Midway through my first year of university, I started writing for Her Campus, a platform for young women to publish articles. I began to realize it was easy for me to share who I truly am through writing. Suddenly, writing authentically began to translate into other aspects of my life, and I began to live authentically. As I started to live authentically, I became happier and began achieving my goals. I realized that there was a gap that I was missing during high school. In order to feel successful and happy, I had to be authentic. I am fortunate to have been able to realize this at such a young age as I see so many young adults experience this struggle until they are perhaps in their forties or fifties. So I asked myself, “Why not now? Why can’t we be authentic now at this young age?”Young woman in red dress sitting at a white table reading a bookBeginning in January 2019, which was during my second year in university, I was approached by one of my best friends, Julia Sun. She told me she was offered to write a book through an organization called, Creator Institute, who was looking for additional passionate writers to embark on this (crazy, insane, unimaginable) journey. She asked me if I wanted to hop on board and write a book in less than a year. At first I was perplexed at the thought of writing a book while in school, working part-time, participating in various extracurricular activities, and overall, being only 19 years old. Instead of succumbing to self-doubt and being intimidated by this daunting endeavor, I thought to myself, “Why the hell not?”

I began to think about that question I had asked myself earlier in university, “Why can’t we be authentic now at this young age?” I decided I would create a self-help (rather, self-discovery) book for young adults and provide my insights for how they can live an authentic life. I decided to incorporate my own experiences and twenty other individuals’ stories to explain how every person is both capable and deserving to live an authentic life. My goal with my book was to inspire authentic living in young adults because we all deserve to feel confident in who we truly are.

I finally published my first-ever book in December 2019. To this day it feels unreal that I am a published author. But I know that this is what I want to do. The world of authorship is the world I want to be in. Writing makes my heart pump.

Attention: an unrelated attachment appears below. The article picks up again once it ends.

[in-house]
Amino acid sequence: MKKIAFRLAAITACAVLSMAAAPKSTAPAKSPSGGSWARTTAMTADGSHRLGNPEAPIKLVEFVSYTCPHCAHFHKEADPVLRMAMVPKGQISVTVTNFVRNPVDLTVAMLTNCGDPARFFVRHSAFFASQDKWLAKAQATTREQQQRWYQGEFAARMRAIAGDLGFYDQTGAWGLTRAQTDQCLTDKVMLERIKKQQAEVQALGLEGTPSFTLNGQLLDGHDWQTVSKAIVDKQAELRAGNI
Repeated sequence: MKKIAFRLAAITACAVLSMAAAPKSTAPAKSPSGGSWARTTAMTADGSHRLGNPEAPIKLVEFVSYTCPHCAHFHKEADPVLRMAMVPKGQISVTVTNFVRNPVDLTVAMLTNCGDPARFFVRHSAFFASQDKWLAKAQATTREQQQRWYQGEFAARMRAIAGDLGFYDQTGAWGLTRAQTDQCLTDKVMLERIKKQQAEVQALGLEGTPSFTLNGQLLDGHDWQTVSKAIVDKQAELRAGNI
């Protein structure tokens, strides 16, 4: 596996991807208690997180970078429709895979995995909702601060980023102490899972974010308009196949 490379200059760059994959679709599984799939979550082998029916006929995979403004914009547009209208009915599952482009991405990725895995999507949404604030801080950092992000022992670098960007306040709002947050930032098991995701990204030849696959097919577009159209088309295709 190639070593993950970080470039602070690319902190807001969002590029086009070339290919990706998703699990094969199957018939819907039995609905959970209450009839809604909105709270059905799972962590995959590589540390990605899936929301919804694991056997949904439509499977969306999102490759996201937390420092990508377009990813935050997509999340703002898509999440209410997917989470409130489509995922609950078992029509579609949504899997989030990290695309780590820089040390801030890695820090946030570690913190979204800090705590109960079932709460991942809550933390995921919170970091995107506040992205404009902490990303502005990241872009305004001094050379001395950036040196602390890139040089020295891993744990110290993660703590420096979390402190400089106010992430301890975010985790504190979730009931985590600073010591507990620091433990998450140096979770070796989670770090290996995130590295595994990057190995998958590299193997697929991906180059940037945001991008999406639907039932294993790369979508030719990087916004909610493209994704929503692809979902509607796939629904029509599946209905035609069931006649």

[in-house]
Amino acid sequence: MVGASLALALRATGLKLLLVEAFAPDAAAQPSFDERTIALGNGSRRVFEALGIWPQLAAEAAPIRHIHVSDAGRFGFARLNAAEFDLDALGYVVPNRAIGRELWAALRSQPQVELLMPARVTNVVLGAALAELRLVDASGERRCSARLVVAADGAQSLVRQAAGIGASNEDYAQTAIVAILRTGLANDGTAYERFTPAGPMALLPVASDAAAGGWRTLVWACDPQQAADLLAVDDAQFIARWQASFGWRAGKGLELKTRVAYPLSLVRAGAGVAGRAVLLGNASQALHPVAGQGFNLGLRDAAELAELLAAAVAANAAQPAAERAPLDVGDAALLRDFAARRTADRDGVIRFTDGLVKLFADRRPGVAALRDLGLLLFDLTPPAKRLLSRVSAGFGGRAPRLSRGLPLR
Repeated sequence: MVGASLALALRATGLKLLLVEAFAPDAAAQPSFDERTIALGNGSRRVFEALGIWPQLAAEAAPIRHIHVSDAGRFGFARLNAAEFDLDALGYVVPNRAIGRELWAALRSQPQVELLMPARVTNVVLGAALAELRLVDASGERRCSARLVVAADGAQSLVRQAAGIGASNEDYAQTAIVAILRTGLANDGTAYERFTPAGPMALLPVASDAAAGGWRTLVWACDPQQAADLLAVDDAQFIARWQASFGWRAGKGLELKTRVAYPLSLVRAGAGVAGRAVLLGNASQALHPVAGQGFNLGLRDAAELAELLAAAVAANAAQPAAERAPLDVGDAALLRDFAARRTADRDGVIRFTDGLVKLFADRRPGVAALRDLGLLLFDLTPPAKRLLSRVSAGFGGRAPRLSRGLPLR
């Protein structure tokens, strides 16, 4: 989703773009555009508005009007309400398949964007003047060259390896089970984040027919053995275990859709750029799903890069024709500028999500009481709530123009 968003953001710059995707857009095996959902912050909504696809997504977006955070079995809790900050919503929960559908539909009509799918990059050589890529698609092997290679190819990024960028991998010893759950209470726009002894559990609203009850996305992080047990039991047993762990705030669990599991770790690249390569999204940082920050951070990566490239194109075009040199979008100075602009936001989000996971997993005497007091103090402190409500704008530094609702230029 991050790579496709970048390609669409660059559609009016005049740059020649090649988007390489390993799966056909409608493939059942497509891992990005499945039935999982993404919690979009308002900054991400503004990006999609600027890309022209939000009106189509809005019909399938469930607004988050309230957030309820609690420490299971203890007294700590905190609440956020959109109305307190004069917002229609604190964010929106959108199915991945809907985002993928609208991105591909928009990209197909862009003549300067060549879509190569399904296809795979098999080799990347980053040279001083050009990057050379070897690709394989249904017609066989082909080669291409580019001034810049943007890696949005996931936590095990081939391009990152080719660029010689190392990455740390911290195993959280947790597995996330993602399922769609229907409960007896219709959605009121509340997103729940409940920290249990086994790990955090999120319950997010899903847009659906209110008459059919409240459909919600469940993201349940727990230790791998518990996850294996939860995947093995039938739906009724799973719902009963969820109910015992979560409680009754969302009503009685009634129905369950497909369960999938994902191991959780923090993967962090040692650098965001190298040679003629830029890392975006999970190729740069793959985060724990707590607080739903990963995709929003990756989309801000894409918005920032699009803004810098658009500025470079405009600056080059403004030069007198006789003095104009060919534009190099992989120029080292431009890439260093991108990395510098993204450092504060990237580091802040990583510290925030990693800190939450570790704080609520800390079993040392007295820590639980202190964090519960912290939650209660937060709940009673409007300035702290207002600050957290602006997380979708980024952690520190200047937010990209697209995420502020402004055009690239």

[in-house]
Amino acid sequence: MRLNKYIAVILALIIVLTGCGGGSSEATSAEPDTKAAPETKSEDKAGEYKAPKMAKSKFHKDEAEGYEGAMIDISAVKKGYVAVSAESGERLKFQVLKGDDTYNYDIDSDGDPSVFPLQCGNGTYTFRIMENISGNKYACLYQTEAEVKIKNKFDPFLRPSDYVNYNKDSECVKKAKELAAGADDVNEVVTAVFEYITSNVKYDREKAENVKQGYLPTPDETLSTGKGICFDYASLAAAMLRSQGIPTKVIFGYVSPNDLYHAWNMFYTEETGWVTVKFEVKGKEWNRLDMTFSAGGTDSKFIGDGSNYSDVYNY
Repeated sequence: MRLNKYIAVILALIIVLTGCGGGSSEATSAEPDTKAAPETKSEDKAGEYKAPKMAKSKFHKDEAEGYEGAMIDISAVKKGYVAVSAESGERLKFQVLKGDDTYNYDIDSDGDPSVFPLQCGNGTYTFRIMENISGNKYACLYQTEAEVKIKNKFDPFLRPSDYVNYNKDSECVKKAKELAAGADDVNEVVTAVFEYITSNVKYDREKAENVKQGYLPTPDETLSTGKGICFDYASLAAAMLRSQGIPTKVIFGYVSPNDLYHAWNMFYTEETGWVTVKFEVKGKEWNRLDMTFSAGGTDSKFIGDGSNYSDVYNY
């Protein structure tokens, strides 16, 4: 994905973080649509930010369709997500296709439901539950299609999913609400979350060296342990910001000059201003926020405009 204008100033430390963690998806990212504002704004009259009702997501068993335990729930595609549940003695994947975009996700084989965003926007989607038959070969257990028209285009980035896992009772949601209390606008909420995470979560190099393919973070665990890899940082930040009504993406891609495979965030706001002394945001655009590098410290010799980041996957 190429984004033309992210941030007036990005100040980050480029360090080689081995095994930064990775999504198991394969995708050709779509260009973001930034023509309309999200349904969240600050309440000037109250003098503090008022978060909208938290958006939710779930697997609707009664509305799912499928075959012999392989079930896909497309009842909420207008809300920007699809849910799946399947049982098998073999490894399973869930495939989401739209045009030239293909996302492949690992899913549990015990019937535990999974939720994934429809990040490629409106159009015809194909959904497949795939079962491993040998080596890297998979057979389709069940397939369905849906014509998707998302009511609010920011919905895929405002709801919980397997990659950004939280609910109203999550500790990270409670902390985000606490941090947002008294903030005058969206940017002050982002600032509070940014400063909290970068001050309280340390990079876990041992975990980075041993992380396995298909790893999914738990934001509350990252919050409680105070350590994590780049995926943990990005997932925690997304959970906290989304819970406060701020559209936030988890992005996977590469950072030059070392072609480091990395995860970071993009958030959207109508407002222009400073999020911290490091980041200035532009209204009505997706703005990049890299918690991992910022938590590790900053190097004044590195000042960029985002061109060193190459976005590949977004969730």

“Be fearlessly authentic.”

Always being authentic is a challenge. It is something that takes practice and requires deep self reflection. I’d be lying if I said I didn’t struggle with it, as the fear of being judged sometimes clouds my mind. However, as I continued to share myself–my true self–with the world (whether it be in various friend groups, my family, social media, etc.) I became so much more happy and so much more successful. It is something we can all work on till we reach that point of authentic living (being authentic in ALL facets of life). Young woman in a read dress sitting and reading in an armchair

One of my favorite quotes is: “Be fearlessly authentic.” (unknown). I think the fearless element is a significant component of authentic living. To be authentic, is to feel confident in who you are as a whole, and to be able to express that in all facets of life. It’s one’s uncanny ability to go against the norm and to remain true to who they are. It’s one’s ability to love who they are, flaws and all. It’s one’s ability to pursue their values, goals, and dreams regardless of what anyone else tells them. Ultimately, being authentic is to be unapologetically yourself.

In my book, See Me, I hope to instill in you the same sort of passion and excitement that I have for authentic living. Ultimately, I want you to see this book as a tool to help you stay true to who you are amidst the pressure to conform to societal norms.


Questions for Extended Dialogue

  • In this essay, the author discusses the importance of reflection and how she uses writing to engage in reflection. What tools or processes do you use to reflect?
  • Do you think it is possible to be true to oneself in all situations?
  • How does the word ‘authentic’ relate to your definition of activism?